These design principles were used to develop a Freudbot prototype and a series of studies were carried out over the next 5 years leading to a number of publications.

In 2008, we began to explore the role of visual information and created an animated Freudbot using Haptek character animation software. Interest in animated agents stems from the work of Lester, Johnson & colleagues on Animated Pedagogical Agents. According to Johnson et al. "APAs present two key advantages over earlier work; they increase the bandwidth of communication between students and computers and they increase the computer's ability to engage and motivate students" (p2). It is further assumed that these two features can ultimately be used to improve learning outcomes and experiences. Lester et al. (1997) refer to these predictions as the 'persona effect' based on their findings that the mere presence of an animated agent had a strong positive effect on learner perceptions of the learning experience.

Currently, we are looking more broadly at the visual landscape and extending the simulation to include Freudbot's virtual environment. Using the immersive environment of Second Life, Freudbot has been 'attached' to an avator and is currently residing in an office on Athabasca Island in Second Life. Linden scripts have been developed to control & monitor the avator's behaviour in relation to human user input. We are also working to replicate Freud's office as it existed in the early 20th century.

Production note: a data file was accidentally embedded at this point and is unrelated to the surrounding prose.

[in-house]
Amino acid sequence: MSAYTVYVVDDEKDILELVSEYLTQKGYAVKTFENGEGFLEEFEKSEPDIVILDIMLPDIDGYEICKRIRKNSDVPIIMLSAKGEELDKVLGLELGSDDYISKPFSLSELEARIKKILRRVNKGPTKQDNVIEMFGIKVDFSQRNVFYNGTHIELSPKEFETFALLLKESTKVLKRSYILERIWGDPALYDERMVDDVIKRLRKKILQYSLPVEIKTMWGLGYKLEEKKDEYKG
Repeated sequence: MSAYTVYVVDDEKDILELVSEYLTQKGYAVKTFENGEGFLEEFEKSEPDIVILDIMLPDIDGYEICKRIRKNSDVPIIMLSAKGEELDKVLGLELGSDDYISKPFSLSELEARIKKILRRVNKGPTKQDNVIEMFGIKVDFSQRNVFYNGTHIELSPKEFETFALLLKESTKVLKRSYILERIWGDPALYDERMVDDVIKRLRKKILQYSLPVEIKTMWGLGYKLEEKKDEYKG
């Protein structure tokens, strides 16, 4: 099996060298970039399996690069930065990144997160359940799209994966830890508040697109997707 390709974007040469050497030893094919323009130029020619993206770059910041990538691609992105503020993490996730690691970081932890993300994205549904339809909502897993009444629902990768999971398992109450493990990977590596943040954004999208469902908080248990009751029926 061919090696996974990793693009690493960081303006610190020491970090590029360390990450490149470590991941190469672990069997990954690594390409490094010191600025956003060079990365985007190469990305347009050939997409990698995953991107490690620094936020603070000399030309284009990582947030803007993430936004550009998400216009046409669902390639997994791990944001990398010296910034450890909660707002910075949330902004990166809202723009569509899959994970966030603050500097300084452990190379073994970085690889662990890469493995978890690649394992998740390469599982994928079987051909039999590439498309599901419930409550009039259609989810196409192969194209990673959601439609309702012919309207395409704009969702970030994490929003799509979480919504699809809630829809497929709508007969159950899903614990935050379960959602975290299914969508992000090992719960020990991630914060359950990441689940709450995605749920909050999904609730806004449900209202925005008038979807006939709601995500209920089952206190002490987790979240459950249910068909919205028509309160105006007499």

Recent Publications

Heller, R.B. & Procter, M. (2011). Embedded and embodied intelligence: Virtual actors on virtual stages. In S Graf, F Lin, Kinhsuk, R & R. McGreal (Eds.) Intelligent and Adaptive Learning Systems: Technology Enhanced Support for Learners and Teachers. Athabasca University Press.

Heller, R.B. & Procter, M. (2010). Animated pedagogical agents and immersive worlds: Two worlds colliding. In G Veletsianos (Ed.) Using Emerging Technologies in Distance Education. Athabasca University Press.

Veletsianos, G., Heller, R., Overmeyer, S., & Procter, M.. (2009). Conversational agents in virtual worlds: Bridging disciplines. British Journal of Educational Technology, 41(1).

Danforth, D., Procter, M., Heller, R., Chen, R., & Johnson, M. (2009). Development of Virtual Patient Simulations for Medical Education. Journal of Virtual Worlds Research, 2(3), 4-11.

Heller, R., Dobbs, B. & Strain, L. (2009). Video programming for individuals with Dementia: Assessing cognitive congruence. American Journal of Alzheimer’s Disease and Other Dementias, 24(2), 122-128.

Heller, R.B. & Procter, M. (2009). Animated pedagogical agents: The effect of visual information on a historical figure application. International Journal of Web-based Learning and Teaching Technologies, 4(1), 54-65.

Updated May 01 2015 by Student & Academic Services